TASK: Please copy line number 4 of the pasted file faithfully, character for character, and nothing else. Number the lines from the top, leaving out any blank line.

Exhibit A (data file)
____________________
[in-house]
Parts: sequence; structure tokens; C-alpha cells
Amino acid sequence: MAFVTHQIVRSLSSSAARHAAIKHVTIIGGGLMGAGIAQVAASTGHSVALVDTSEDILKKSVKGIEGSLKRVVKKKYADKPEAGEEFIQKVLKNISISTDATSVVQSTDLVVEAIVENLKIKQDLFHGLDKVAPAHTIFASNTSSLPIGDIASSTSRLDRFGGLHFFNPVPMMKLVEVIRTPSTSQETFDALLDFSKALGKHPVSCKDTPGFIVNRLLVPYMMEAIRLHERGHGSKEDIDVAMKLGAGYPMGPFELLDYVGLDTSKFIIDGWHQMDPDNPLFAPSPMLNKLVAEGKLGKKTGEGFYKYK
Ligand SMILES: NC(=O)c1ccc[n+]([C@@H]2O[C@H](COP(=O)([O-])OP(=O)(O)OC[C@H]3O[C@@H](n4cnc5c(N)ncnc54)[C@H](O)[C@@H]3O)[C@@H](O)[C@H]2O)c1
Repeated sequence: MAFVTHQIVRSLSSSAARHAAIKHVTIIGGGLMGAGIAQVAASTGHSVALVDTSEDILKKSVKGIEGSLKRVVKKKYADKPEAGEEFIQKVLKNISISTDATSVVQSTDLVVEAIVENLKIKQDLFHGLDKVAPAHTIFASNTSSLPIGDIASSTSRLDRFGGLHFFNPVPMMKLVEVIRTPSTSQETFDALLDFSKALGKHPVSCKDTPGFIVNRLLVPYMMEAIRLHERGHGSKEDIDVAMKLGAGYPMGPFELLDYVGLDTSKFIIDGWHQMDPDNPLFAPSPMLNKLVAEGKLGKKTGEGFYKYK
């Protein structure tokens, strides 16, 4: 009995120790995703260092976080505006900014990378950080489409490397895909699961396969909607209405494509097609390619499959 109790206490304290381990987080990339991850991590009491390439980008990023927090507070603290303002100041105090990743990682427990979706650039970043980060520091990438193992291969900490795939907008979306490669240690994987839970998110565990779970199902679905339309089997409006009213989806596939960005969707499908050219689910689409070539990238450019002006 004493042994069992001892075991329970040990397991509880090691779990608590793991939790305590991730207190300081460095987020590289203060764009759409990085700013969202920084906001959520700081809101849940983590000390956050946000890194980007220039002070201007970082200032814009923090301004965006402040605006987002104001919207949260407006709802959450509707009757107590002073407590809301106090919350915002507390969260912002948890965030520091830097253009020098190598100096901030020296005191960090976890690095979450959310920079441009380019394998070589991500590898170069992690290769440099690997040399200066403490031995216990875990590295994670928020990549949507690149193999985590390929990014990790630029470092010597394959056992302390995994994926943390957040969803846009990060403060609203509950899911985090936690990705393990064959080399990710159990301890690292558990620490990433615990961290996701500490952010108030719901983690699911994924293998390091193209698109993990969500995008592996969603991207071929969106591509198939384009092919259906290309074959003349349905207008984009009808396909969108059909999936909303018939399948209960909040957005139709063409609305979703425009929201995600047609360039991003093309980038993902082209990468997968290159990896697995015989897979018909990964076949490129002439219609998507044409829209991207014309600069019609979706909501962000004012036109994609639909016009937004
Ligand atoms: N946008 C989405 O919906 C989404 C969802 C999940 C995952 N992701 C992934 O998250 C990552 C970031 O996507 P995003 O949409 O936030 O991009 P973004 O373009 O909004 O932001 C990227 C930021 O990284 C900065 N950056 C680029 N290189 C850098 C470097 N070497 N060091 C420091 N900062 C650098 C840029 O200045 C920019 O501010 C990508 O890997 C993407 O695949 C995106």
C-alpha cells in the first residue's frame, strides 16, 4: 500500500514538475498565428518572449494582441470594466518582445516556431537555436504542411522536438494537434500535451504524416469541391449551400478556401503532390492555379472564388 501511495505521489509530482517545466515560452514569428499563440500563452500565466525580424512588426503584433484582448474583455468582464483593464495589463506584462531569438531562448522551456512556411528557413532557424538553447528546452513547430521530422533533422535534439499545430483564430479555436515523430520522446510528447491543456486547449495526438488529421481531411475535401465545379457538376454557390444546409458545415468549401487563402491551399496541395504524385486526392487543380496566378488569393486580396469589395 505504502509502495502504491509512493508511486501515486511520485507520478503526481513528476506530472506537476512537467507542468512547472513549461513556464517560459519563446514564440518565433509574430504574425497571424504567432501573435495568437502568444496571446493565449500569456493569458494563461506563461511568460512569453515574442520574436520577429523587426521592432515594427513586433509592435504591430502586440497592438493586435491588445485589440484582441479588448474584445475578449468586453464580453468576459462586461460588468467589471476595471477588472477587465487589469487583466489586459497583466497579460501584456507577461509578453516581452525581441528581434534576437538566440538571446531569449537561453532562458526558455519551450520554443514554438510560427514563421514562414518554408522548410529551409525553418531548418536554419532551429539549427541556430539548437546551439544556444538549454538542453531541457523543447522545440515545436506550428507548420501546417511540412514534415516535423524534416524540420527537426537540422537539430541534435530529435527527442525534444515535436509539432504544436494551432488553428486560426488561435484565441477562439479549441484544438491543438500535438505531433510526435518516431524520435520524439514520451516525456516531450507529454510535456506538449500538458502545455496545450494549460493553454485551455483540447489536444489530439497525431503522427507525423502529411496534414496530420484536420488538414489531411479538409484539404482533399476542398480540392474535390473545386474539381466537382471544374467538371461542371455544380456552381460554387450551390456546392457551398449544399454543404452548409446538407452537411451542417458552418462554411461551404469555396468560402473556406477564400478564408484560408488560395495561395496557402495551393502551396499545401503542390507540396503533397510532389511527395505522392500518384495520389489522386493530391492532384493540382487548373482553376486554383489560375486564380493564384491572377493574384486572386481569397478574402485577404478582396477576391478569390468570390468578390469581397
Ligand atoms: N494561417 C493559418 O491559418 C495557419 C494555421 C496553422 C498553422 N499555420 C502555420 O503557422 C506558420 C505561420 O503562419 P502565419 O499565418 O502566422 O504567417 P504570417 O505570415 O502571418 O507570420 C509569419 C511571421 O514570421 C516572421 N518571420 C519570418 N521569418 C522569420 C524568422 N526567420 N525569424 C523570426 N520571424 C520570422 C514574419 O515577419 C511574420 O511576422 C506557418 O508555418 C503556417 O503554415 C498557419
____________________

Ligand SMILES: NC(=O)c1ccc[n+]([C@@H]2O[C@H](COP(=O)([O-])OP(=O)(O)OC[C@H]3O[C@@H](n4cnc5c(N)ncnc54)[C@H](O)[C@@H]3O)[C@@H](O)[C@H]2O)c1